AGNES CHONG WRITES – It started over two years ago when the hashtag “don’t be silent” was created by political activist Keio Nojo, as she has made big strides in the fight against gender inequality in Japan. The hashtag was created in response to remarks from Tokyo Olympics chief, Yoshiro Mori who was quoted as saying “women talk too much” while in a meeting with female board directors. Remarks such as these are common conceptions of women in Japan’s workforce.

These standards tie back to traditional beliefs and assumptions that are embedded in Japan’s office culture. The cultural emphasis of the workplace is centered on wa (harmony) and gaman (“grin and bear it”). One woman who works at the information counter at a major department store told Business Insider that she was banned from wearing reading glasses while at work because “[she] must look glamorous and bright” in order to meet the demands of her job, yet her male colleague was permitted to wear corrective eyewear without comment from his superior. What’s more, this policy extends beyond department stores and has been implemented in the workplace norms across many industries.

Today, Japanese women are still largely encouraged to assume the caretaker role, performing domestic tasks such as child-rearing and homemaking. The World Economic Forum has reported that out of 156 countries, Japan Ranks 120 in the Global Gender Gap Index. Women are also underrepresented in the job market, with less than 15% of senior roles being offered to women. Back In 2018, the late Japanese prime minister, Shinzo Abe, created a plan to solve these gendered issues in the workplace through a program he named “womenomics,” which sought to create more opportunities for women in the workplace by encouraging them to enter the job market.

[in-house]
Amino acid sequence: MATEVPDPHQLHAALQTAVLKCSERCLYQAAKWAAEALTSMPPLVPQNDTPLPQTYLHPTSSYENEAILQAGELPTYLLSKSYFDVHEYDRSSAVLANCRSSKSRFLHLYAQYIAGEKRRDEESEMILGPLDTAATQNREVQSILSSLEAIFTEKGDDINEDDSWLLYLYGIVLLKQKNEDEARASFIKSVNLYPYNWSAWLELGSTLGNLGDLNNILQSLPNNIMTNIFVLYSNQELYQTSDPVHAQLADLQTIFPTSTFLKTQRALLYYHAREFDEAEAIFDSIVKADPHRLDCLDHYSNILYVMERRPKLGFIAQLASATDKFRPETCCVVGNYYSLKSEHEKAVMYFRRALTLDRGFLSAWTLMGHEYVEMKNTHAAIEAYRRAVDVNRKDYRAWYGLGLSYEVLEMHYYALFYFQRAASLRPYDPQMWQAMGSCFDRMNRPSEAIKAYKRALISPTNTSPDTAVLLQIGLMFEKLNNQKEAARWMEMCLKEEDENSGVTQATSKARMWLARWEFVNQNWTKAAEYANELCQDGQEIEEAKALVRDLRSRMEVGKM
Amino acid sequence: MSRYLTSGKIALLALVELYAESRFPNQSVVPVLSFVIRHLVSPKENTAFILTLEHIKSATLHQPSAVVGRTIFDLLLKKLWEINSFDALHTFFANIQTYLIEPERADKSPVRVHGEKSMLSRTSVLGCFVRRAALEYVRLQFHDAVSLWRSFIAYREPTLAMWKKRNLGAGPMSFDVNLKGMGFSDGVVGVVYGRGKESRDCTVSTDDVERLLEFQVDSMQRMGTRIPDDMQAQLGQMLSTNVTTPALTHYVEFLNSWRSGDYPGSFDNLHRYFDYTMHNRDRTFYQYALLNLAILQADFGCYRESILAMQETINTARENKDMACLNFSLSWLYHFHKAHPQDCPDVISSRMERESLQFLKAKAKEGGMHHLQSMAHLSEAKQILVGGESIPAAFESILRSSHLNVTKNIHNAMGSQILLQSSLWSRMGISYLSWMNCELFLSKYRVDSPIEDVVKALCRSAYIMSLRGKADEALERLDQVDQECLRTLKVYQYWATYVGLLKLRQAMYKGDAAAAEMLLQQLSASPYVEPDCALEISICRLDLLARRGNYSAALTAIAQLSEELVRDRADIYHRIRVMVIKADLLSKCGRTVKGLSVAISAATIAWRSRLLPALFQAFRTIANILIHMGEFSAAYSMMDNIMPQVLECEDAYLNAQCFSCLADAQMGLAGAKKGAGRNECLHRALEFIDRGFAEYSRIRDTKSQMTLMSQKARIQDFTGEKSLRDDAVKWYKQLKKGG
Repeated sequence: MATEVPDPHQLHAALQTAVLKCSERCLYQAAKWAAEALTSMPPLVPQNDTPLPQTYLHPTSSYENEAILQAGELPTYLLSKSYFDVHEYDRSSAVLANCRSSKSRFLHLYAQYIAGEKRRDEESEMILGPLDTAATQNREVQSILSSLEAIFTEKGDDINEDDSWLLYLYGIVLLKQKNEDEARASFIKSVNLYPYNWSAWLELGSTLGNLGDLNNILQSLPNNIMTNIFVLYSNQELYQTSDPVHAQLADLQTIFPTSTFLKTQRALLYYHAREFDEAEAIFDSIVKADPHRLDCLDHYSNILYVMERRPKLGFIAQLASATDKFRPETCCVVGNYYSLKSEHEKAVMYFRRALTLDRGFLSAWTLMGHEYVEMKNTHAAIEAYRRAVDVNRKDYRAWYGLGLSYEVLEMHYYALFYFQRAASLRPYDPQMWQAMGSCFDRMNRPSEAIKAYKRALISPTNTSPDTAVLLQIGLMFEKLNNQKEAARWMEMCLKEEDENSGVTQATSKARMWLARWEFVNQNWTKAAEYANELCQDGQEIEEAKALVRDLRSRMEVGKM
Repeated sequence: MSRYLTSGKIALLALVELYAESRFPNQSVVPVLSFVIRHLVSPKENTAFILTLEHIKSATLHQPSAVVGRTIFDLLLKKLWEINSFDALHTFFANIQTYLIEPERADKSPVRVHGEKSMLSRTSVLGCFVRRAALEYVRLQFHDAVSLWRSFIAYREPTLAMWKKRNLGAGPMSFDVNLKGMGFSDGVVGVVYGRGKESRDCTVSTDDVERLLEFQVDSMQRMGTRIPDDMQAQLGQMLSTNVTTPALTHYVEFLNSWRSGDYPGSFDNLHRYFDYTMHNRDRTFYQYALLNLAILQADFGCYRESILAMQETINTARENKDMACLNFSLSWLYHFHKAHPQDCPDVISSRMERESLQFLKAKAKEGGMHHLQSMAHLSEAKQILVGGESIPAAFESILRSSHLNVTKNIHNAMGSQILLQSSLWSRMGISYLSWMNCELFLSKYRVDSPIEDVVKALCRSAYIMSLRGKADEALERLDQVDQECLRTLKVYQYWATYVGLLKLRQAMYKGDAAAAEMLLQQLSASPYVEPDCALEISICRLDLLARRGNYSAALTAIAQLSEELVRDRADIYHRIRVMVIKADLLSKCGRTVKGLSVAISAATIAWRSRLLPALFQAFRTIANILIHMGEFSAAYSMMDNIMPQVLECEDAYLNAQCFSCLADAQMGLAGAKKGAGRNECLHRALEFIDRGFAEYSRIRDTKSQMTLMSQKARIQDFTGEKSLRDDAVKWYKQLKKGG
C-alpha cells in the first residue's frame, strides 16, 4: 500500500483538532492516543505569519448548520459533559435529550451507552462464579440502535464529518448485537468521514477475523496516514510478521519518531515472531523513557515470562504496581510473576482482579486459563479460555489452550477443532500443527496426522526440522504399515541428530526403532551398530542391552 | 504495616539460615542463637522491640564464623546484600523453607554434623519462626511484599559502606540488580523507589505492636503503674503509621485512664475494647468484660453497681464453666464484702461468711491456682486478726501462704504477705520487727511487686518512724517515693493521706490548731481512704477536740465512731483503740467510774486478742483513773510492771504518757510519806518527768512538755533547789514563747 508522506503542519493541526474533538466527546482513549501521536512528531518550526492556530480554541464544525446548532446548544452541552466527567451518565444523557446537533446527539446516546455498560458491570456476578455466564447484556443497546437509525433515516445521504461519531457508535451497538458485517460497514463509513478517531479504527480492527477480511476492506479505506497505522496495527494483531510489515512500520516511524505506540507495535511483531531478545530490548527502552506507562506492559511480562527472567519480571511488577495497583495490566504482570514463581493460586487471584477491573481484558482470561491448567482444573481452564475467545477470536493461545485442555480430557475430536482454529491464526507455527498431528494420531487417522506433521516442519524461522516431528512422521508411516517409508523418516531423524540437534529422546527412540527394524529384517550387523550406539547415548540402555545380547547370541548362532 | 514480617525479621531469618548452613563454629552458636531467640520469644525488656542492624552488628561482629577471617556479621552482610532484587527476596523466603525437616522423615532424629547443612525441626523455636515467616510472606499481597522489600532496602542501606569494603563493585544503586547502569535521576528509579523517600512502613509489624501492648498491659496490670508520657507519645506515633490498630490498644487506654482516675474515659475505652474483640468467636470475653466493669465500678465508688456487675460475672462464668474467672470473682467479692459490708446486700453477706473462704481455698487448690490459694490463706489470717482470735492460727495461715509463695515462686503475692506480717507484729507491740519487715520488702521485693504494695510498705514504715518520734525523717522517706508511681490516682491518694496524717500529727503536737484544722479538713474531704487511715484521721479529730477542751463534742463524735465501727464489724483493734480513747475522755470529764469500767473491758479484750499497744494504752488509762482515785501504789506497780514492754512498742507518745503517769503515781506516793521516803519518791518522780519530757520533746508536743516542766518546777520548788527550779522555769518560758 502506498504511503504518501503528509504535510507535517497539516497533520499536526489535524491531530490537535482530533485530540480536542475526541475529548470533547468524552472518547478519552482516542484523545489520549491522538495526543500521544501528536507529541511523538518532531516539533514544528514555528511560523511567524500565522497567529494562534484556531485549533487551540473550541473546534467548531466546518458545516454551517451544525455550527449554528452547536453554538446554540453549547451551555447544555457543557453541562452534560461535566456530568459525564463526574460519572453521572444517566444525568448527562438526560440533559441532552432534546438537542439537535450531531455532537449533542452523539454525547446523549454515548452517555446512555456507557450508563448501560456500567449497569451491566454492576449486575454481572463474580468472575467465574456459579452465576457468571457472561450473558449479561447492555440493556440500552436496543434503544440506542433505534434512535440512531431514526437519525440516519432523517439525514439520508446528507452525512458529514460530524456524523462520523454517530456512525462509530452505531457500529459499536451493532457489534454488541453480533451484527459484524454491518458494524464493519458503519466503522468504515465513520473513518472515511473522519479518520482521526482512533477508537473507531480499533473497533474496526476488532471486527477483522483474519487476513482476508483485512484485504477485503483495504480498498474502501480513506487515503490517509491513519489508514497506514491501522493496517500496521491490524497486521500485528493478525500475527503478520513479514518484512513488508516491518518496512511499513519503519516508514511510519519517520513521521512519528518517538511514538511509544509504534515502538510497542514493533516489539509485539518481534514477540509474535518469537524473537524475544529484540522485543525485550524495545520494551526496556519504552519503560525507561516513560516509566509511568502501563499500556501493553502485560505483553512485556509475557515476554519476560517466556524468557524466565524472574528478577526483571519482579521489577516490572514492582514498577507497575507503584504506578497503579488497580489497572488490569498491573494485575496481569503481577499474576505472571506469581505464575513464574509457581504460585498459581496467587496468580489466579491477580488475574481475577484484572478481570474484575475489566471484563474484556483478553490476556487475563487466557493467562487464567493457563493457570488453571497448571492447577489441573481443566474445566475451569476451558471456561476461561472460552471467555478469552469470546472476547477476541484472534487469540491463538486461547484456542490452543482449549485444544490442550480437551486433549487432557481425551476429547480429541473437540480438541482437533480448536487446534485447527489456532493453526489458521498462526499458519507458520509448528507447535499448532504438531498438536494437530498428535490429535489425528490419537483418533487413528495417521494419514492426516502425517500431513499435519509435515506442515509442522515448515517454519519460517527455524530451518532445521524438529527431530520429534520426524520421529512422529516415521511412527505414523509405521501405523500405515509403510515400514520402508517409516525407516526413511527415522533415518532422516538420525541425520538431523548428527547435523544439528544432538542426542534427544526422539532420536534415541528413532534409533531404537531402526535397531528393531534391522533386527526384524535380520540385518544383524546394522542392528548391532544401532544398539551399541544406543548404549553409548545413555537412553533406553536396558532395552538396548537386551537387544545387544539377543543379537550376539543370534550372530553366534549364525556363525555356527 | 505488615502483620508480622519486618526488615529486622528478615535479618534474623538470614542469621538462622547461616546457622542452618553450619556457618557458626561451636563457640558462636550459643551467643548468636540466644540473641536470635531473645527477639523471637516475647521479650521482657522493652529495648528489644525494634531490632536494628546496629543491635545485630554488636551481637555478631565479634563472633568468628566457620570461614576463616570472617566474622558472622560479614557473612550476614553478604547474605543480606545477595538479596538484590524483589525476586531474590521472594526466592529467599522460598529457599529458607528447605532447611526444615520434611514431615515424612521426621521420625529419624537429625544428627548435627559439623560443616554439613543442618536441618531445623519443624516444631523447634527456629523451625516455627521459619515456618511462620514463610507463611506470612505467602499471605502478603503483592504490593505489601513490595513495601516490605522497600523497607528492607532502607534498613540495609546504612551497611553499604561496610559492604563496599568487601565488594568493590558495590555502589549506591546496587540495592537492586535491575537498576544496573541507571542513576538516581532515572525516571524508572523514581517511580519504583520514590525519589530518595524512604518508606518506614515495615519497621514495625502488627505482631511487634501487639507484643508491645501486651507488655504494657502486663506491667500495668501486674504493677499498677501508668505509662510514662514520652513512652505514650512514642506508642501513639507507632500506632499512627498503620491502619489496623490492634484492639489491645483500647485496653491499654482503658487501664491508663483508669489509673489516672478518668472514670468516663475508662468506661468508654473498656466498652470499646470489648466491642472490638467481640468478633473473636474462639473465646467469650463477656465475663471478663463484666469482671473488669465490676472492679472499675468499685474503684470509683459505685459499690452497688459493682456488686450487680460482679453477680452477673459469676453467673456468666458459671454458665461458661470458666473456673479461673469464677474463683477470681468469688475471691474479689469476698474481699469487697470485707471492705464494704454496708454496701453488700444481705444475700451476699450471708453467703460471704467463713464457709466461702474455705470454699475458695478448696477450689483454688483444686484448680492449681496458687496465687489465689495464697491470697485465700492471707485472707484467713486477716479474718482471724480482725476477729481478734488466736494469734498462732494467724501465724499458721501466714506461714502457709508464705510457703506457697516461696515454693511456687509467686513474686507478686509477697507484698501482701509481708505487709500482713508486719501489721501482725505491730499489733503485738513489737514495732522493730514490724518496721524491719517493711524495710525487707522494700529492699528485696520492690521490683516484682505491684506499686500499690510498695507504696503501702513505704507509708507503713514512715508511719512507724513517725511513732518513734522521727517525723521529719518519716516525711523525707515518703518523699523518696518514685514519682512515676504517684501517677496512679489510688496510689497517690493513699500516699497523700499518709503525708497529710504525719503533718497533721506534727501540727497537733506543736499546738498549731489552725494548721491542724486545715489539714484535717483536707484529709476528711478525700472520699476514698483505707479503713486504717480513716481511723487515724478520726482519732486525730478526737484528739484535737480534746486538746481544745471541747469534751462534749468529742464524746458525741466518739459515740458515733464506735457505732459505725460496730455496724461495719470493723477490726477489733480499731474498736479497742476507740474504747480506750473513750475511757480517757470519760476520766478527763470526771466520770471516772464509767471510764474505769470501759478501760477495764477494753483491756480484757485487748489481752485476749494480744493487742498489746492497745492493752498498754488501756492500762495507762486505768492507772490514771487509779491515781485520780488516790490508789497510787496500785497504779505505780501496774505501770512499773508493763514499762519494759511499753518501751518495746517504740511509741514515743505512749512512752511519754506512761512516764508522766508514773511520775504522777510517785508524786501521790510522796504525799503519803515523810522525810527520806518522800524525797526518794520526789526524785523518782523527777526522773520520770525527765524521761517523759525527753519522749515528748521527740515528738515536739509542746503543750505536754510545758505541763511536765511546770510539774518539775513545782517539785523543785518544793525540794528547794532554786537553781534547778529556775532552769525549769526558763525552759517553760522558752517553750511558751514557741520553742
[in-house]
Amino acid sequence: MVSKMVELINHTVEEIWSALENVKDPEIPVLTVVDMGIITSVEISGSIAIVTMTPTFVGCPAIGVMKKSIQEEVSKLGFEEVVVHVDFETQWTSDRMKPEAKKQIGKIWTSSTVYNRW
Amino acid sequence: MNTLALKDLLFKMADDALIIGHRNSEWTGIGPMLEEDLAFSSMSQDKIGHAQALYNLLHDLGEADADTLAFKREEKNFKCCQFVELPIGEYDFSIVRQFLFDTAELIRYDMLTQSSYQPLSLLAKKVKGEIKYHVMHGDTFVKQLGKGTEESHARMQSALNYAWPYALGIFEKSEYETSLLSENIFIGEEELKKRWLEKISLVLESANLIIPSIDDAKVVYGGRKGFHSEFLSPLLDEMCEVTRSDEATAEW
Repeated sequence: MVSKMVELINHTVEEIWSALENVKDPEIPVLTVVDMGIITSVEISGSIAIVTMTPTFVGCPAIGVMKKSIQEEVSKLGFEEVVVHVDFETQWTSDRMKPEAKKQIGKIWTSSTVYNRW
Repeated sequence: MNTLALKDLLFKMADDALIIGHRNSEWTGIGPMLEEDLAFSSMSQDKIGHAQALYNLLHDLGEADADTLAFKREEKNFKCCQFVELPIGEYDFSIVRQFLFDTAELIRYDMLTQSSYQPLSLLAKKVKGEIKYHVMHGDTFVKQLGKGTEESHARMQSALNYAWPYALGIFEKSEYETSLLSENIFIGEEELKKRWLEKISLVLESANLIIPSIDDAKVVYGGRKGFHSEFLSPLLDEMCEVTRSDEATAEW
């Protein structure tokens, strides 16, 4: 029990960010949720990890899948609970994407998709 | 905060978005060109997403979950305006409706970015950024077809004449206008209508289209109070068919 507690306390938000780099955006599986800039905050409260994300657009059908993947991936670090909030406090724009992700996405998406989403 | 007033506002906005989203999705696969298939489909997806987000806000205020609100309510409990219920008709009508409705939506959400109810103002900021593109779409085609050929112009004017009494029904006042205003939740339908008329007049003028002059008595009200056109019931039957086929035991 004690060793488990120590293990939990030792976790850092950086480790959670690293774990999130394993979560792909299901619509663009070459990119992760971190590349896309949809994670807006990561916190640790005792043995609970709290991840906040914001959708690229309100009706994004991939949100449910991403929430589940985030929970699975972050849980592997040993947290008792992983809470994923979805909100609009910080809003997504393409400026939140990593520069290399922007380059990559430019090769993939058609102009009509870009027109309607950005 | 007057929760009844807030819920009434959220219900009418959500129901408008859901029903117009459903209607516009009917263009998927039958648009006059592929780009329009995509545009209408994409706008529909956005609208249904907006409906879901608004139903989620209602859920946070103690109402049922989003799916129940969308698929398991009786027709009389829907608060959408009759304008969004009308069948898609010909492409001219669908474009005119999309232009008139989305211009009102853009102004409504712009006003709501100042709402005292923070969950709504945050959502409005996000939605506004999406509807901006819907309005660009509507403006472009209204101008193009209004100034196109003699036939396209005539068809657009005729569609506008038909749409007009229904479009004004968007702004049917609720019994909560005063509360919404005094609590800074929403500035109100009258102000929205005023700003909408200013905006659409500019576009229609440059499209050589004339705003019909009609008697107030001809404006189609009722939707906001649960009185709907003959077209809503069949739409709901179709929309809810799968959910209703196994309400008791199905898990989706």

Although this policy brought more than one and a half million more Japanese women into the labor force, most of the available work is part-time and relatively low paid. Yet, Dr. Kumiko Nemoto, a professor of management in the School of Business Administration at Toyko’s Senshu University explains the stagnation in the workplace saying, “Currently, most decision-makers and leaders in Japanese organizations are elderly men, and their gender biases and expectations continue to shape the Japanese workplace and organizational customs.”

Younger generations are determined to instill change. For instance, No Youth No Japan was founded by 24-year-old activist Keio Momoko Nojo in 2019 in an effort to encourage younger Japanese generations to participate in upcoming elections and overcome the systematic gender inequalities at the top level in Japan’s politics. As Time reports, “For Nojo, the pursuit of gender equality and civic engagement are inextricably linked.” Nojo hopes to not only achieve equality in the workplace but transform society and empower women across the country using her social media platform to generate discussion on these issues.

While substantial reform in Japan’s gendered policies will take time to progress into tangible change, the workplace is a good place to start. Not surprisingly, then, Tokyo Olympics chief, Yoshiro Mori, stepped down from his prominent position showing the power of Japan’s youth to incite change. Nojo’s voice on social media is a testament to the power and influence of the next generation of Japan. Her hashtag “don’t be silent” attracted nationwide attention and still remains salient in the discussion of gender equality in the workplace, as it reminds women all over the world  to speak out against gender discrimination and refuse to be silenced.


  1. why in a meeting with female board directors. Remarks such as these are common conceptions of women in Japan’s workforce.?

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